ONLY LAST year, Mr Hague pledged that "we are not going to have in the future any of the kind of controversies that have dogged us in the past over funding". If Mr Hague were to win the next election, Mr Ashcroft would be running the finances of the party in charge of Britain's economy. The party chairman, Michael Ancram, dismissed the latest revelations as part of a "political campaign" against the Tory treasurer. That is nonsense. Mr Hague can either continue with this stalling tactic and continue to keep his treasurer. Or he can turn away from the Realpolitik of Belize and face the reality of British politics.
MR HAGUE, angry at the campaign of innuendo, is evidently determined to stand by his treasurer. He should think again. In fact, he ought to tell Mr Ashcroft that for the good of the party he should stand down. It may be unfair, but so is life. Unfortunately, in the goldfish bowl that is politics, perceptions count for as much as reality. If people think you are dodgy, they draw their own conclusions and go the other way. They will continue to do that until the Tory Party is - and is seen to be - a totally sleaze-free zone. Every other consideration is secondary. Be ye ever so rich, you are not indispensable. (Paul Routledge)
IN EVERYTHING except the strict accounting sense of the word Mr Ashcroft has become a liability. His days are probably numbered. Is there a moral? At least two. It is bad for democracy when a single rich man is perceived to have purchased undue influence over a political party. But that is one of the many claims against Mr Ashcroft that have not been proven: Michael Ancram, the party chairman, credits him with having broadened the party's financial base. So it does not seem fanciful - second moral - that some of the animus against him stems from a sort of snobbery.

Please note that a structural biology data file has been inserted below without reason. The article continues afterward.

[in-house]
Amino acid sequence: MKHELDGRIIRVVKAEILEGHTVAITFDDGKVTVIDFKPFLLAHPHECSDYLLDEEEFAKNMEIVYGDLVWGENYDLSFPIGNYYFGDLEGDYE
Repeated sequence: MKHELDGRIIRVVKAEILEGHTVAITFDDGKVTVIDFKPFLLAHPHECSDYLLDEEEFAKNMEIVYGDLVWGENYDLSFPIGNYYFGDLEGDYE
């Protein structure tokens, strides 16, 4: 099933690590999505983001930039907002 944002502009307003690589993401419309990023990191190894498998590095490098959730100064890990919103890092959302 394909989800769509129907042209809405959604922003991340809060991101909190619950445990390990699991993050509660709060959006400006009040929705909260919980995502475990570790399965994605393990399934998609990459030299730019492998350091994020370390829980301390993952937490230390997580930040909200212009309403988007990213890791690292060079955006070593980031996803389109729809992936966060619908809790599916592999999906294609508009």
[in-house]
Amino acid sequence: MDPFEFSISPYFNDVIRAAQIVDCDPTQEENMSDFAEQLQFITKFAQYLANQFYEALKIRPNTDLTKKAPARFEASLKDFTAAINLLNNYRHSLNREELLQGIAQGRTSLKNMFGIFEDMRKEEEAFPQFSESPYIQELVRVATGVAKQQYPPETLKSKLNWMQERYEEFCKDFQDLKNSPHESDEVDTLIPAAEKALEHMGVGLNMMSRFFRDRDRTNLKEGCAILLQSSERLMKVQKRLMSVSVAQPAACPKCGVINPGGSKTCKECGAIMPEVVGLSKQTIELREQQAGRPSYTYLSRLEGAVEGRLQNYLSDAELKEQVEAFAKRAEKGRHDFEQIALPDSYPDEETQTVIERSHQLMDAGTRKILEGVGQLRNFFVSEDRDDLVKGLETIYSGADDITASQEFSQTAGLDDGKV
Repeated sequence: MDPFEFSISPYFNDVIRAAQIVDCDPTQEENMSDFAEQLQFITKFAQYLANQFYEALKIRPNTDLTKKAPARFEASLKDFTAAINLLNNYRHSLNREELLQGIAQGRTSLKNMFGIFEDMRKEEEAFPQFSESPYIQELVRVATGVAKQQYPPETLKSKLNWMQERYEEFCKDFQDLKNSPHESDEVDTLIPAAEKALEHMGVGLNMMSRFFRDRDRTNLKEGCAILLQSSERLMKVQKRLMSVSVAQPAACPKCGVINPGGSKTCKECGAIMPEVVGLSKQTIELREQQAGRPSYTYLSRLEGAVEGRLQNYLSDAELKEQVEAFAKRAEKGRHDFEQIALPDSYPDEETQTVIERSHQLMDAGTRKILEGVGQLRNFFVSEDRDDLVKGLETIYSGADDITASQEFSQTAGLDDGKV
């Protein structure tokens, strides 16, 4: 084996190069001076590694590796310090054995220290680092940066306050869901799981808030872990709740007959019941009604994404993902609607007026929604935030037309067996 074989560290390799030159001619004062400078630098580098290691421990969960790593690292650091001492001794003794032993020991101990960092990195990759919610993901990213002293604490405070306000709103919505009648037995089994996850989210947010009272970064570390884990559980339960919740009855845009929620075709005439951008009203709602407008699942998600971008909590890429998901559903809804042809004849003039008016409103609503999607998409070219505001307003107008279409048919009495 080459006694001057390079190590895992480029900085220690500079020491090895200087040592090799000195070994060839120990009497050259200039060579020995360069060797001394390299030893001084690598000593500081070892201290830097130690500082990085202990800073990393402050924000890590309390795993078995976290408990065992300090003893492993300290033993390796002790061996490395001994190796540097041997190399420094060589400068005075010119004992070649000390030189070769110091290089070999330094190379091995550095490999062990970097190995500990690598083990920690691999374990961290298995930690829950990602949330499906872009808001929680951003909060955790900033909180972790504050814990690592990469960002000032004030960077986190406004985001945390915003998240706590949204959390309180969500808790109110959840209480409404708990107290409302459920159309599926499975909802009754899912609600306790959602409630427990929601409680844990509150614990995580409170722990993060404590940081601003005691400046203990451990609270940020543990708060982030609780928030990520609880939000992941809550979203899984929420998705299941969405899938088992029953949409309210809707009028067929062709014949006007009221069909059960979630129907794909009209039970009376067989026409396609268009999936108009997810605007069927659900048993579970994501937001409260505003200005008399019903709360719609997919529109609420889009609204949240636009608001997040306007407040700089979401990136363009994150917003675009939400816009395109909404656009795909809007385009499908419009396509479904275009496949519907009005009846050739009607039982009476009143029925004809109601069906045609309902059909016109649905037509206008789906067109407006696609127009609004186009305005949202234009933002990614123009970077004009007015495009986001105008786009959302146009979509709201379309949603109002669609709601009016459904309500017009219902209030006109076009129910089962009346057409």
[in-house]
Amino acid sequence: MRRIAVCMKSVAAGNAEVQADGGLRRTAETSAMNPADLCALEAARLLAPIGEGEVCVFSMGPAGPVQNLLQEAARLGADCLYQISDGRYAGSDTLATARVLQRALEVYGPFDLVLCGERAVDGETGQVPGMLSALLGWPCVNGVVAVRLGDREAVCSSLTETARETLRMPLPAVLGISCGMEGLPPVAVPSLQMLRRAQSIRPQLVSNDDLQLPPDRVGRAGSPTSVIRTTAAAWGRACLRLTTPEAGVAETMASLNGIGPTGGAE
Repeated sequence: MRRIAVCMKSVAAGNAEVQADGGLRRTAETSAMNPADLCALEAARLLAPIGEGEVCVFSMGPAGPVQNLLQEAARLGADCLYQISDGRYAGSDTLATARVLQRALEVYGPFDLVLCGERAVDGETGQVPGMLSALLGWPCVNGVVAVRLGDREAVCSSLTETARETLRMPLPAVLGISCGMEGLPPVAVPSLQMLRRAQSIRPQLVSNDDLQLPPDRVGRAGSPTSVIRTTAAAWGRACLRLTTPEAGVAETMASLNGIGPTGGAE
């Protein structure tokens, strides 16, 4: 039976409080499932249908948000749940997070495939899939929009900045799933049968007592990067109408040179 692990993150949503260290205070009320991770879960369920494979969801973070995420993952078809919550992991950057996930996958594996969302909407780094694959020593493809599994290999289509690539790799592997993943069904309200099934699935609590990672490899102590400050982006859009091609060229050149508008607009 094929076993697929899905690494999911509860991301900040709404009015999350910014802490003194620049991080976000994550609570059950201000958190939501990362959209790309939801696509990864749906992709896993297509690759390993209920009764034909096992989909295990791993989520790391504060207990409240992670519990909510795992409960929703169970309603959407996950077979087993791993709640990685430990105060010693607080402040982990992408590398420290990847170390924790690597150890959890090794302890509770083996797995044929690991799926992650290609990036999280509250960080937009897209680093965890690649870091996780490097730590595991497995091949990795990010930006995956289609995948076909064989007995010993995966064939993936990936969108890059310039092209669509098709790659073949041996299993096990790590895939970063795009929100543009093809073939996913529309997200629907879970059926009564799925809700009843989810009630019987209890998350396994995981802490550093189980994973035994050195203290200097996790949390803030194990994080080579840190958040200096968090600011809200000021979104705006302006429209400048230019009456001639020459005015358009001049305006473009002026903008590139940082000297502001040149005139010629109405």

THERE IS nothing much here from the curriculum vitae of many a child of Thatcher. The story is given an air of quasi-criminal scandal by the shrieking prominence it gets, which it does not deserve. But it is at least out in the open. We make of it what we will. Transparency is an imperfect way of improving reality but, in this field, it's the only weapon available for keeping politicians anywhere near the straight and narrow. (Hugo Young)
THE MAN most likely to be Tory candidate for mayor, Jeffrey Archer, cannot be relied upon to type out an accurate CV for himself. And the man who is the party's treasurer lives abroad, wants to set up offshore banks, and allegedly threatens to cause trouble if he doesn't get his way. That the Conservative Party should be bankrolled to such an extent by any one individual is a matter for concern. That it should be financed by someone with such a question mark over him should be deeply disturbing for Mr Hague. His continued loyalty to Mr Ashcroft must surely be in doubt.
POLITICAL PARTIES must be above suspicion. The Tories are in danger of failing that test - as indeed is the Labour Party, over the favours it has done for Formula One and animal rights lobbyists, when it has accepted large handouts from both. Labour's attempt to exploit this affair is very much a case of the pot calling the kettle black. With the huge cost of modern campaigning, both parties are tempted to sail close to the wind. That will continue unless there are tighter controls over political contributions and election spending. Until that day, political leaders have a duty to reassure the public. Mr Hague must now activate the Tory Ethics and Integrity Committee to investigate the facts. And challenge Labour to put its own house in order.Reuse content